While Romney now claims he wants to "end" Planned Parenthood, he didn't always feel that way. As ABC News revealed in 2007, Romney during his 1994 Senate run against Ted Kennedy attended a Planned Parenthood event. During a time when he was trying to establish his pro-choice bona fides with liberal Massachusetts voters, Mitt's wife Ann wrote a check for $150 to the organization. When presidential candidate Romney said in 2007 that he had "no recollection" of the fundraiser, then president and CEO of the Planned Parenthood League of Massachusetts. Nichols Gamble seemed surprised:
"I can understand that he might not remember the check -- it's surprising to me that he would not remember the event. His main motivation for being there was a political motivation."
Whatever Mitt Romney's motivation in 1994, in 2007 his run for the GOP presidential nomination required a different answer. As Romney explained in May 2007, what his wife did - the same woman who with her entire family converted to her husband's Mormon faith - did not reflect on him. As the New York Times reported:
"Her positions are not terribly relevant for my campaign."
Ann Romney went along with the new script. In a January 2008 interview in Florida, Mrs. Romney brushed off a question about the contribution, protesting "that was 14 years ago and $100. Do you really think I'd remember?"
If not, she doubtless remembered testifying to her husband's position 10 years ago that he was "effectively pro-choice." As Romney's wife Ann explained during his 2002 race for governor, Massachusetts voters need not worry about moderate Mitt protecting the right to choose:
ANN ROMNEY: I think women also recognize that they want someone who is going to manage the state well. I think they may be more nervous about him on social issues. They shouldn't be, because he's going to be just fine. But the perception is that he won't be. That's an incorrect perception.
MITT ROMNEY: So when asked will I preserve and protect a woman's right to choose, I make an unequivocal answer: yes.
But Ann Romney wasn't the only family member Mitt deployed and later discarded in order to make his case as a reliable pro-choice leader for Massachusetts voters. As Salon's Justin Elliott documented in "The Abortion That Mitt Doesn't Talk About Anymore," it was his own family story which Romney claimed during his 1994 Senate run against Ted Kennedy informed his--and his mother's--pro-choice position. When Kennedy labeled him "Multiple Choice Mitt," during their debate, Romney responded with a tale of personal loss:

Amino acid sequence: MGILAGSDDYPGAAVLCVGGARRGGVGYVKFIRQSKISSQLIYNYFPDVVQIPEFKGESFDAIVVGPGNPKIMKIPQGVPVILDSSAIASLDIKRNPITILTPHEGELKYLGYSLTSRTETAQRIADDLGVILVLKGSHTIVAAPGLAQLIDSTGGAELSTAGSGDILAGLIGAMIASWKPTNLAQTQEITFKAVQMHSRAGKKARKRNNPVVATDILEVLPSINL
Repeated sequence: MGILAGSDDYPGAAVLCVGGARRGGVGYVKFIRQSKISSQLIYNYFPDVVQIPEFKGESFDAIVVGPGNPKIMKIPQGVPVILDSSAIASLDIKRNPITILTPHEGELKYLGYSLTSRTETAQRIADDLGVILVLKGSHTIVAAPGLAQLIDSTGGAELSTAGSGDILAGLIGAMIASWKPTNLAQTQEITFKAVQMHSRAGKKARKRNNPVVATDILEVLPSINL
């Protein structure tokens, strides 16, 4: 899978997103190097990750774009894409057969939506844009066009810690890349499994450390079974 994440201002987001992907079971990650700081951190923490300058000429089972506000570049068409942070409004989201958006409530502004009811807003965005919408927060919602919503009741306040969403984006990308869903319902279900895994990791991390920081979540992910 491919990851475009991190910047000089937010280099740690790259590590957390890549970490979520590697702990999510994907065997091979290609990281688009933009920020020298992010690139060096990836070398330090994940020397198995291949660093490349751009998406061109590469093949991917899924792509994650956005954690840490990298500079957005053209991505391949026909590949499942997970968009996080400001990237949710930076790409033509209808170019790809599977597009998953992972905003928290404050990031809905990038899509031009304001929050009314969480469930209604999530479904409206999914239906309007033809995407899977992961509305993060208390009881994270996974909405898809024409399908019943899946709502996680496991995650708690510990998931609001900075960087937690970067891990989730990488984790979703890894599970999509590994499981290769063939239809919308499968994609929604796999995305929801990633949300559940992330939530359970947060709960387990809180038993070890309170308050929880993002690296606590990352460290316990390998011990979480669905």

"On the idea of 'multiple-choice,' I have to respond. I have my own beliefs, and those beliefs are very dear to me. One of them is that I do not impose my beliefs on other people. Many, many years ago, I had a dear, close family relative that was very close to me who passed away from an illegal abortion. It is since that time that my mother and my family have been committed to the belief that we can believe as we want, but we will not force our beliefs on others on that matter. And you will not see me wavering on that."
But waver he did. American voters who missed those Massachusetts campaigns wouldn't know of the existence of Ann Keenan, the sister of Romney's brother-in-law who died at the age of 21 in 1963 after a botched, illegal abortion. Of course, as this 2007 exchange with Tim Russert showed, Mitt Romney no longer wants you to know about her, either:
RUSSERT: You talked about your family relative who died from an illegal abortion, and yet President Romney is saying is saying ban all abortion. And what would be the legal consequences to people who participated in that procedure?... So back to your relative.
Romney went on to explain the consequences (loss of license and possible prison time for doctors, though not patients) of his new found anti-abortion views. But he never did get back to his relative.
That's because the tragic story of "dear, close family relative" Anne Keenan wouldn't have been very popular with conservative Republican primary voters. Like Mitt's father, mother and wife (and even their horse Rafalca), she became political road kill on Romney's road to the White House. And that public mistreatment of his loved ones says an awful lot about the character of the man. After all, if there's anything worse than being strapped to the roof of Mitt Romney's car, it's being thrown under the bus.
(This piece also appears at Perrspectives.)